February 16th, 2014, 21:32 Posted By: wraggster
The arcade is dead. It's not even a statement to be contended any more. The London Trocadero's Funland pulled its shutters down two years ago, and late last January, Goodge Street's Casino, a yellowing warren that once housed an eclectic and exciting array of cabinets, gave up on arcade gaming altogether. It's not a phenomenon exclusive to the UK capital, either: in Tokyo, the 50 yen arcades synonymous with the rose-tinted view many have for the Japanese scene are dwindling in number, with Shibuya's finest example shutting its doors for good last year. There are the occasional havens - Acton's Heart of Gaming is a destination as thrilling as any arcade that's gone before for the real aficionado - but they're museums, preserving a moment of time and tenderly suspending it in stasis.Arcade games, though, are doing great. At least that's what a Tuesday afternoon stroll around the amusement and leisure show EAG International would suggest, where you're met by a large hall within London's Excel Centre buzzing with the noisy energy of slot machines, toy catchers and over-sized video games. It's an odd event, where the trashy flotsam of seaside resorts is polished up and presented under the stark light of an exhibition centre, and where kids' kart manufacturers go head to head with their knock-off Ronolt and Bull Dog F1 cars.Yet despite the end-of-pier atmosphere, it's still the biggest names commanding some of the biggest floor space. Bandai Namco bosses the centre of the hall, spearheading this year's renewed focus on its most recognisable mascot with a dizzying array of Pac-Man products: there's Pac-Man Ghostly Bowling, Pac-Man Ticket Mania and Pac-Man Basket, as well as a genuinely brilliant branded air hockey game Pac-Man Smash, which floods the play space with dozens of pucks at set points during a match.The stuff of nightmares. Where's UK Resistance when you need it?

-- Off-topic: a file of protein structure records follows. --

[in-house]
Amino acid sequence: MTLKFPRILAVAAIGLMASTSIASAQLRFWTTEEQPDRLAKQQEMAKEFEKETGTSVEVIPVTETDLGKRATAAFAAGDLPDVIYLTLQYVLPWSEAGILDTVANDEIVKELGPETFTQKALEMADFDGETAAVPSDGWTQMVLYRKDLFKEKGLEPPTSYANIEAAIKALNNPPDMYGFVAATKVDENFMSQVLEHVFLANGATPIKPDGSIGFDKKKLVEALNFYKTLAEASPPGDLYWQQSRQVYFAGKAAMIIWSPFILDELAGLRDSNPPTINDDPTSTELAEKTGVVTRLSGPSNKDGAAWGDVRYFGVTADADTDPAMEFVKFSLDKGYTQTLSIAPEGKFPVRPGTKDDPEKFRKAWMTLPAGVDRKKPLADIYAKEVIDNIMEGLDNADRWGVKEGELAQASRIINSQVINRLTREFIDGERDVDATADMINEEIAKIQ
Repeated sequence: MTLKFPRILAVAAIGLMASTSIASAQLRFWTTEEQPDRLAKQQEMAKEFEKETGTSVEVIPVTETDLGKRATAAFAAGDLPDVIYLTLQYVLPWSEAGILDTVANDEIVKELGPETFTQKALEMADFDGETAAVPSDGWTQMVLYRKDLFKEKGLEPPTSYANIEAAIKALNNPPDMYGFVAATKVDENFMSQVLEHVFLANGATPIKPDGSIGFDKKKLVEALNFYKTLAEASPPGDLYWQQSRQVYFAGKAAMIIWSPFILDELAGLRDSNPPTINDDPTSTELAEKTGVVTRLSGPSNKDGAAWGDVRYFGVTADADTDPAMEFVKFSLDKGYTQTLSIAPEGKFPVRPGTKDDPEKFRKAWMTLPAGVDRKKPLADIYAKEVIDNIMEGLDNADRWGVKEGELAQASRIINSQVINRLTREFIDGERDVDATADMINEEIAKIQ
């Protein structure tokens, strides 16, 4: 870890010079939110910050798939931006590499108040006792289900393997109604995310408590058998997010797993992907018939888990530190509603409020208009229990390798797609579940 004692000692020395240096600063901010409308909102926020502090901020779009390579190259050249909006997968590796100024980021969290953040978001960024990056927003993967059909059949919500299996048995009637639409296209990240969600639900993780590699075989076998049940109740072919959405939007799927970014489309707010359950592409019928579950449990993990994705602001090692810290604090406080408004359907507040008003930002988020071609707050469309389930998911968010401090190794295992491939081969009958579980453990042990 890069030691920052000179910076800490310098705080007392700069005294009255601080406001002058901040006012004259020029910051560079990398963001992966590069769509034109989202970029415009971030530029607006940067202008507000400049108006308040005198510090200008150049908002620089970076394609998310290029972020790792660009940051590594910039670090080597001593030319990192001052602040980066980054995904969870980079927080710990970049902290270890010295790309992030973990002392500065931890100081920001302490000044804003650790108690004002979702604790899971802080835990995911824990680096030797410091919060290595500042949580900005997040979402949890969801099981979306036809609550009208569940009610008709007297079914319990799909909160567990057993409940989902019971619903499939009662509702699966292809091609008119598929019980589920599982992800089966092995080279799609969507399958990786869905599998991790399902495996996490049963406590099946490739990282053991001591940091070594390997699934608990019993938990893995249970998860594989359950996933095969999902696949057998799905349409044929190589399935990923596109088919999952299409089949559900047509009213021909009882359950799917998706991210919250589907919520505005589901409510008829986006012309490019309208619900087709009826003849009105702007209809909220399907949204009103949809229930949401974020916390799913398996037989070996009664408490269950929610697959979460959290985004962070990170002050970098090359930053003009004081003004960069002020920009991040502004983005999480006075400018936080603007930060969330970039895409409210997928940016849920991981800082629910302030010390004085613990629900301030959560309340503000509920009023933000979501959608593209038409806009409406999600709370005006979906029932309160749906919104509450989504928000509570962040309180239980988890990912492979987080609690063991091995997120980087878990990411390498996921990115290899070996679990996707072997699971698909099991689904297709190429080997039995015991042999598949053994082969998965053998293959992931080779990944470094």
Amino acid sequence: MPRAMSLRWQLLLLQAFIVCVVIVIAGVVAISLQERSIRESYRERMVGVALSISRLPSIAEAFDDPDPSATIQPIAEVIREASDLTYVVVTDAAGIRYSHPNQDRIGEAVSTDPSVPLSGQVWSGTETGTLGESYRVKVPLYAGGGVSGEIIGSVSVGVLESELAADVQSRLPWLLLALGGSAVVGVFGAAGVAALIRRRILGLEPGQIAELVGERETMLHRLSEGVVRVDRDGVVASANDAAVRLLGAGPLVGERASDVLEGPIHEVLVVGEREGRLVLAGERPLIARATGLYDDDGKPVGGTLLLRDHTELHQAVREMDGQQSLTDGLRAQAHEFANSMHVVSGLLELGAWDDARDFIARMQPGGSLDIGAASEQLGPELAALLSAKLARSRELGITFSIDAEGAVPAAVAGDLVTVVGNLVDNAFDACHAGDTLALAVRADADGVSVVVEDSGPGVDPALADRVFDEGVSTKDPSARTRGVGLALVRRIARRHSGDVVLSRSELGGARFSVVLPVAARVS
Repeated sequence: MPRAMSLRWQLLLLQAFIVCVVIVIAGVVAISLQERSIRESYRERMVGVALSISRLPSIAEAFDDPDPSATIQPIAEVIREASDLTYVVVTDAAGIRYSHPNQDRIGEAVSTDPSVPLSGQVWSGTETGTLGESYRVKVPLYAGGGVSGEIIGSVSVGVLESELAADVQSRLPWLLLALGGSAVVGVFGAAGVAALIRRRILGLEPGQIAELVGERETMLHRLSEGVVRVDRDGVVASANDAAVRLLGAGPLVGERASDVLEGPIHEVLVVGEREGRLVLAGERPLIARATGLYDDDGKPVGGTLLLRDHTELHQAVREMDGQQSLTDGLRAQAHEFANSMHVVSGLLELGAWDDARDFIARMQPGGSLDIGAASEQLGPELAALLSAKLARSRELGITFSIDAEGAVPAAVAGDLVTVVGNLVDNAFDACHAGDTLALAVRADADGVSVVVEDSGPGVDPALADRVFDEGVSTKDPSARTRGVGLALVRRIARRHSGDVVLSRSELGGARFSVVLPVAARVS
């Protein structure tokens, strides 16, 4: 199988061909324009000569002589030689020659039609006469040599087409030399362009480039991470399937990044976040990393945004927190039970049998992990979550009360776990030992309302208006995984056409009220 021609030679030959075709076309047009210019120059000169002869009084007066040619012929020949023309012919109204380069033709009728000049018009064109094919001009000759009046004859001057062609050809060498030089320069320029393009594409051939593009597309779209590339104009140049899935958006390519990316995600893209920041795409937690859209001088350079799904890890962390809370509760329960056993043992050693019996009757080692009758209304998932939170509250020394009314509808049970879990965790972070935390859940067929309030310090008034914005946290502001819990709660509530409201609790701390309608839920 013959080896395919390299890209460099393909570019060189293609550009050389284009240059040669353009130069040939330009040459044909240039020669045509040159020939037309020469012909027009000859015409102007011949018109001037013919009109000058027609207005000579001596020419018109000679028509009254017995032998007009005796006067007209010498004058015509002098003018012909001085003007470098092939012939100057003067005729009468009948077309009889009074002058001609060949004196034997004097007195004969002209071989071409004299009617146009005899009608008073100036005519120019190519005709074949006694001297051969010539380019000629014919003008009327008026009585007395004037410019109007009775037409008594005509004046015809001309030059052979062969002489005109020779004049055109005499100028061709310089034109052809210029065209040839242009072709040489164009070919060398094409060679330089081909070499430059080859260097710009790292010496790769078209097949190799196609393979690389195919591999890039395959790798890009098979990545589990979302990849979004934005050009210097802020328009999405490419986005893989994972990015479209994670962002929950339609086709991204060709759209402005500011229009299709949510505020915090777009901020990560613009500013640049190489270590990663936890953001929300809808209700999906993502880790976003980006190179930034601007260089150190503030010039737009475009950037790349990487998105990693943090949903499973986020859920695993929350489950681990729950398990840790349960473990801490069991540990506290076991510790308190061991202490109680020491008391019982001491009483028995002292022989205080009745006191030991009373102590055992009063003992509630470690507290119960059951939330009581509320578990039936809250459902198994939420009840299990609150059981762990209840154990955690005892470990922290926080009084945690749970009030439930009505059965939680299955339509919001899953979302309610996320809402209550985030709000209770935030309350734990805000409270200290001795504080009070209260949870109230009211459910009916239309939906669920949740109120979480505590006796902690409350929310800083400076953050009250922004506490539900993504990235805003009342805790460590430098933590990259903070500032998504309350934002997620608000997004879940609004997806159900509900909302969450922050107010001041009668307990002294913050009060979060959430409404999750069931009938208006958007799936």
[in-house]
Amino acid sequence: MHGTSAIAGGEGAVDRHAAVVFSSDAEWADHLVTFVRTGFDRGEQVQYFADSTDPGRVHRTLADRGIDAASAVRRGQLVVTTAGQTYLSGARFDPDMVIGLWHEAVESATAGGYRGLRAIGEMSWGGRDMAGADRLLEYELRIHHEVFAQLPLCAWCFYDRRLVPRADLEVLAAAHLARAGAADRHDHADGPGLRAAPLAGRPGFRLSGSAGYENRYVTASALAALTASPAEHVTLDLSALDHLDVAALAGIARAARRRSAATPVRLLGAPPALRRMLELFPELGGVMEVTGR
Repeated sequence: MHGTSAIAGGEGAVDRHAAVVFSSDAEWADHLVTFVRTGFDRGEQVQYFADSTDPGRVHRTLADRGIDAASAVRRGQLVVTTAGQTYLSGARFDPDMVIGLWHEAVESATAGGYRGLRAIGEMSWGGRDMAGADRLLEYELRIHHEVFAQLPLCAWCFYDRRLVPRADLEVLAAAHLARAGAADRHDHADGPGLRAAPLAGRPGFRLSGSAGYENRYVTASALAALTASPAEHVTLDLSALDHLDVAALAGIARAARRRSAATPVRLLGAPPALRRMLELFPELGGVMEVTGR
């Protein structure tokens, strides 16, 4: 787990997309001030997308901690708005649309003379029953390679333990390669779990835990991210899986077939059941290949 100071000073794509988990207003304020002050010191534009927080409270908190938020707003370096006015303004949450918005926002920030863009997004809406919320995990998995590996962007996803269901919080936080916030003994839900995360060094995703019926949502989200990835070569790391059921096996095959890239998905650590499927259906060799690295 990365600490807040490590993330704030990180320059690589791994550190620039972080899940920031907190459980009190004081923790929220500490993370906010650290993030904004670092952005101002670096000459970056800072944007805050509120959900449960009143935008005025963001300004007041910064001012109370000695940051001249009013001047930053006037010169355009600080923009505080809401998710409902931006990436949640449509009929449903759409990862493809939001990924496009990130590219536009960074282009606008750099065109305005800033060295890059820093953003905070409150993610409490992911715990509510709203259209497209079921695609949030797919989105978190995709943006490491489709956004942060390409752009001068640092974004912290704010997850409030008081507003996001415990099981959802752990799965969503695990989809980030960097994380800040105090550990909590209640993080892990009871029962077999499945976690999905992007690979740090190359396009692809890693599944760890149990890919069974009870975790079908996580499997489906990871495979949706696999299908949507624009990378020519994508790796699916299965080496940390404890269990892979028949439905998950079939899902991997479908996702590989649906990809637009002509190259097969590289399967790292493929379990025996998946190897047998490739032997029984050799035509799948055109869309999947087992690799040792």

There are more traditional games, too. New, brasher and bolder configurations for Dead Storm Pirates, an on-rails shooter on the grandest imaginable scale that's a distant successor of 1991's Starblade, or a four cabinet set-up for Mario Kart Arcade GPDX. There are new games, too, such as Raw Thrill's Batman, a punchy romp around an open world Gotham City in the Batmobile that's housed in an exquisitely showy cabinet, or Super Alpine Racer, a towering remake of the original complete with a 55-inch vertically mounted screen.Towards the far corner of the hall, Sega Amusements has set up camp. It's an odd outfit itself, or at least one that's not widely understood; originally set up as a local distributor for Sega Japan, it soon became a wholly-owned subsidiary that would import over cabinets or components for assembly from its Cardiff base. Over time Sega Amusements has become much more, though, branching out to develop its own games as the global appeal of the arcade waned."I think it's really because in Japan the core demographics changed for amusements," Patrick Michael, Sega Amusements' head of local R&D, tells us of the shift in arcade appetites. "The arcade market in Japan is to a certain extent a lot older - there's a lot more repeat business, and it's a much more social thing where people go after work to play a game for maybe an hour. They're more expensive games that require a lot of commitment, or a save game with an IC card - they're big, expensive things. Like World Club Champion Football, which is a football management title - that 8-player cabinet is £80-90,000, and that's a big investment for a European operator who has a more casual player-base who perhaps go to a location once a month."A trip to any popular Japanese arcade would bear that out, where salary men recline in expensive multiplayer set-ups for sports management games, while elsewhere younger players flock around mech battlers spun out from Mobile Suit Gundam, or Sega's own Border Break. They're titles alien and most likely impenetrable to western audiences, making translation for local audiences improbable or even impossible.Two men about to share a Special Dream in Dream Raiders, a motion cabinet that offers a lightly interactive ride. It's proven a hit for Sega since its release in 2012.
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